Obama rules roost in Europe
In his book, Audacity of Hope, United States President Barack Obama described himself as a Rorschach test—the experiment in which people are shown a series of ink blots and asked to identify what they see in them.
Each response, in its own way, is thought to reveal the patient’s obsessions and anxieties.
So it is with Obama. In the past week he has been disparaged as the “most successful food-stamp president in history” by US conservative Newt Gingrich and as a spineless “black mascot” of Wall Street by the prominent black academic Cornel West.
“I serve as a blank screen on which people of vastly different political stripes project their own views,” he said. “I am bound to disappoint some if not all of them.”
But what is really puzzling is not the disappointment, but his supporters’ enduring devotion in the face of them. This has long been true of black voters in the US, who somehow manage to feel more optimistic about the country than ever, even as unemployment, poverty and foreclosure have risen to rates far higher than they were under George Bush and the racial gap grows. Black Americans suffer from 16% unemployment, but continue to give him 80% approval.
The same apparent contradictions underpin European attitudes towards Obama, which have barely changed since his emergence as a credible presidential candidate. A Pew research poll published in July 2008, before the elections, revealed that Obama was more popular in Europe than on any other continent, including North America.
In Germany, France, Spain and Britain more than 70% said they trusted him “to do the right thing in world affairs” and more than half believed a new president would change US foreign policy for the better. Although just 19% of Europeans interviewed in a German Marshall Fund survey in 2008 supported Bush’s handling of international affairs, 77% approved of Obama’s foreign policy a year later.
In September 2009 Craig Kennedy, the fund’s president, argued: “I suspect that, as real political decisions have to be made, we will see Obama euphoria fade as the Europeans begin to see him more as an American and less like themselves.” But that hasn’t happened. Three years later, he leaves home—where, even after Osama bin Laden’s assassination, approval ratings hover at about 50%—and lands on a continent where more than 70% think he’s doing a good job.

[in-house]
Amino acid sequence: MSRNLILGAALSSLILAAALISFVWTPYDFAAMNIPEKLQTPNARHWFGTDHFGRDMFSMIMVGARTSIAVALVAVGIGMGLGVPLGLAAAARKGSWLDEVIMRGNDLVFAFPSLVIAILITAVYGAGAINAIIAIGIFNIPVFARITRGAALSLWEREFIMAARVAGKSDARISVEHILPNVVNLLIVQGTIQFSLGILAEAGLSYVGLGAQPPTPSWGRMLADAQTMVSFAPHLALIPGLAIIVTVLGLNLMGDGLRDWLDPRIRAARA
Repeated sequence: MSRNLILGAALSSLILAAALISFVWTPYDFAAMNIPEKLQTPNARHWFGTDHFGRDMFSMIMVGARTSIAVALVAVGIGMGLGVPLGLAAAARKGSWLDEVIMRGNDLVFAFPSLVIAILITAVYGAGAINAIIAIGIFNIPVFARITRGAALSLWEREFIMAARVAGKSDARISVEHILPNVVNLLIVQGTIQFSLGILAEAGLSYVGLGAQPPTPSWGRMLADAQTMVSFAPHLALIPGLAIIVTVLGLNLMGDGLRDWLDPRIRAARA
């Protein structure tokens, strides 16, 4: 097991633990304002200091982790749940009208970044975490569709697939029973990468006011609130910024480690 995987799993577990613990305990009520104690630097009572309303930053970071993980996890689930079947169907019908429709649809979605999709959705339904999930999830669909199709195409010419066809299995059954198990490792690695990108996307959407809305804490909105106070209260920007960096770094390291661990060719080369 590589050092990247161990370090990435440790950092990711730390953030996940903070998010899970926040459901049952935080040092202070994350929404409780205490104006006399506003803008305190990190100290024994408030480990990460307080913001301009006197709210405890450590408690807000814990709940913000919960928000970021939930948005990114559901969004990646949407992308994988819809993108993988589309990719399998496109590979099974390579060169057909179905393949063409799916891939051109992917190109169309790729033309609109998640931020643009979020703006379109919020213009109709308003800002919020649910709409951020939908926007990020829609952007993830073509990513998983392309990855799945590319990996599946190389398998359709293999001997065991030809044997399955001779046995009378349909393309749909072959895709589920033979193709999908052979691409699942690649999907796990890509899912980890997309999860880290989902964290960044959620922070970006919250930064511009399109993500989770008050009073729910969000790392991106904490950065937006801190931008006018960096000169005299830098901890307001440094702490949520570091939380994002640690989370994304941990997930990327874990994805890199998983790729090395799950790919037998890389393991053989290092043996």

Yet much of what Europeans loathed about the Bush era remains intact even as Obama prepares to run for a second term. Guantanamo is still open, rendition continues, there are more troops in Afghanistan and there are still troops in Iraq.
True, his statement on the Middle East last Friday shifts US policy closer to Europe’s than it has been for more than a decade. But that wouldn’t be the first time he’s delivered an impressive speech and then failed to follow through.
Moreover, Europe is implicated in many areas where US foreign policy has stalled. Part of the problem with Guantanamo is that European governments refused to take many prisoners. Some applauded The US’s intensification of the Afghan war even as they planned unilaterally to draw down their own troops.
Obama’s principal defence abroad, as it is at home, is that things were bad when he arrived and would be worse if he went. This is true. But it falls far short of the inspiring rhetoric that accompanied his rise to power. Not so much “Yes we can” as “Could be worse”.
European political elites have long been frustrated. “I see this [European tour] as an opportunity to reset the European relationship,” Heather Conley, of the Centre for Strategic and International Studies, told the Washington Post. “European leaders have really been struggling with where they fit. They had enormous expectations of this president, but they’re now wondering: ‘Is it that different after all?’”
But this has yet to filter down in any discernible way. So when he has delivered so little, why do Europeans love him so much? Many of the original reasons stand. He still isn’t George Bush, for example.
One reason he is so popular in Europe is that he has emerged at a time when European leadership is in such a parlous state. Less than a third of the Italians and French, respectively, approve of Silvio Berlusconi and Nicolas Sarkozy, only half the Germans find Angela Merkel credible. David Cameron does not fare much better.
Smart, charismatic, telegenic and unencumbered by sleaze, Obama still, by comparison, represents the possibility of a popular form of electoral politics led by intelligent and public-spirited citizens as opposed to opportunists, egomaniacs and sleazemongers. It’s as though his proven ability to articulate the source and scope of problems has enabled some people to look past his inability to provide solutions.
Europe’s Obamaphilia has always been as much a reflection of its weaknesses as his strengths. Like royalists in search of a benevolent monarch, they have sought not to leverage their own power, but to trust in someone else’s.
And those weaknesses have grown. In the continuing fallout from the financial crisis, the continent is struggling to hold itself together. Greece and Ireland are on the brink of default, Portugal is up for a bailout and Spain is in revolt. The fate of the euro is openly questioned.
The Arab spring laid bare both the US’s and Europe’s waning influence on the world, and demands to retain the chairmanship of the International Monetary Fund smack of anachronistic entitlement against the rising power of more dynamic developing economies. Europeans’ attitude towards Obama tells us more about Europe than it does about the US president. And what it says about both is not particularly impressive.—